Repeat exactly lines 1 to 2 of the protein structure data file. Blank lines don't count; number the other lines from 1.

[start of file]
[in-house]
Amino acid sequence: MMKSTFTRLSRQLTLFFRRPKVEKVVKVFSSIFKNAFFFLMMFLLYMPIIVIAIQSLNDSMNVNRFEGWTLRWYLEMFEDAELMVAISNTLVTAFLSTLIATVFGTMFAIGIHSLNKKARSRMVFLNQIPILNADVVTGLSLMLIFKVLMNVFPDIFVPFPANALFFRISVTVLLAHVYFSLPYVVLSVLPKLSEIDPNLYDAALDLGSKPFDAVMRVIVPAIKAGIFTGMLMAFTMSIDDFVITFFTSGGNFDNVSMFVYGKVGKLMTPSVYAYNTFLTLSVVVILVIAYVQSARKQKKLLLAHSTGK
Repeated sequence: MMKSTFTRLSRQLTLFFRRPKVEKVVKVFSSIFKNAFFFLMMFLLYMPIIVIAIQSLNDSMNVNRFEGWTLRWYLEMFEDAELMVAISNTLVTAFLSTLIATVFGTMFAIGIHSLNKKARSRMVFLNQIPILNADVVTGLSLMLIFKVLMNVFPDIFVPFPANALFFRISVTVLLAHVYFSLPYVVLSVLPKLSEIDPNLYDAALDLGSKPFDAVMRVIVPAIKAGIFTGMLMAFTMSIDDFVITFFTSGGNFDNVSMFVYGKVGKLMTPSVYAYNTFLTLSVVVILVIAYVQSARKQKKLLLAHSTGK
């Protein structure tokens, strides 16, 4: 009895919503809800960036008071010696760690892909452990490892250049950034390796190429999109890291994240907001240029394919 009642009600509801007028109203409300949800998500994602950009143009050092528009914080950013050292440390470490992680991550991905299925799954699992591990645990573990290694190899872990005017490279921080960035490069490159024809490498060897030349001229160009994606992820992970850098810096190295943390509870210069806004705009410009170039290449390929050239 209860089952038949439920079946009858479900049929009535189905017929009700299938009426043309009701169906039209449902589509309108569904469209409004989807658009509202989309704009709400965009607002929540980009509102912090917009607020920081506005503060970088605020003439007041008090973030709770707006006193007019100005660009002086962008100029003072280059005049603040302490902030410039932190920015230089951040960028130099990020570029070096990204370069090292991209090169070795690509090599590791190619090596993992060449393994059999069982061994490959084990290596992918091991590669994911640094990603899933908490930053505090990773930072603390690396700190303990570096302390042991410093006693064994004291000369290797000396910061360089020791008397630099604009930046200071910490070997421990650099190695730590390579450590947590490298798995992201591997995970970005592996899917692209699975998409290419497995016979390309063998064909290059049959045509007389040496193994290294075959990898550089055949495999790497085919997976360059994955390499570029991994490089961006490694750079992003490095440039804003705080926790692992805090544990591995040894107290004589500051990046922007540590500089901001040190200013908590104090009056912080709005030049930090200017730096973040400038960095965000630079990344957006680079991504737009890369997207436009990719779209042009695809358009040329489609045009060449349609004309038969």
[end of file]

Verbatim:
[in-house]
Amino acid sequence: MMKSTFTRLSRQLTLFFRRPKVEKVVKVFSSIFKNAFFFLMMFLLYMPIIVIAIQSLNDSMNVNRFEGWTLRWYLEMFEDAELMVAISNTLVTAFLSTLIATVFGTMFAIGIHSLNKKARSRMVFLNQIPILNADVVTGLSLMLIFKVLMNVFPDIFVPFPANALFFRISVTVLLAHVYFSLPYVVLSVLPKLSEIDPNLYDAALDLGSKPFDAVMRVIVPAIKAGIFTGMLMAFTMSIDDFVITFFTSGGNFDNVSMFVYGKVGKLMTPSVYAYNTFLTLSVVVILVIAYVQSARKQKKLLLAHSTGK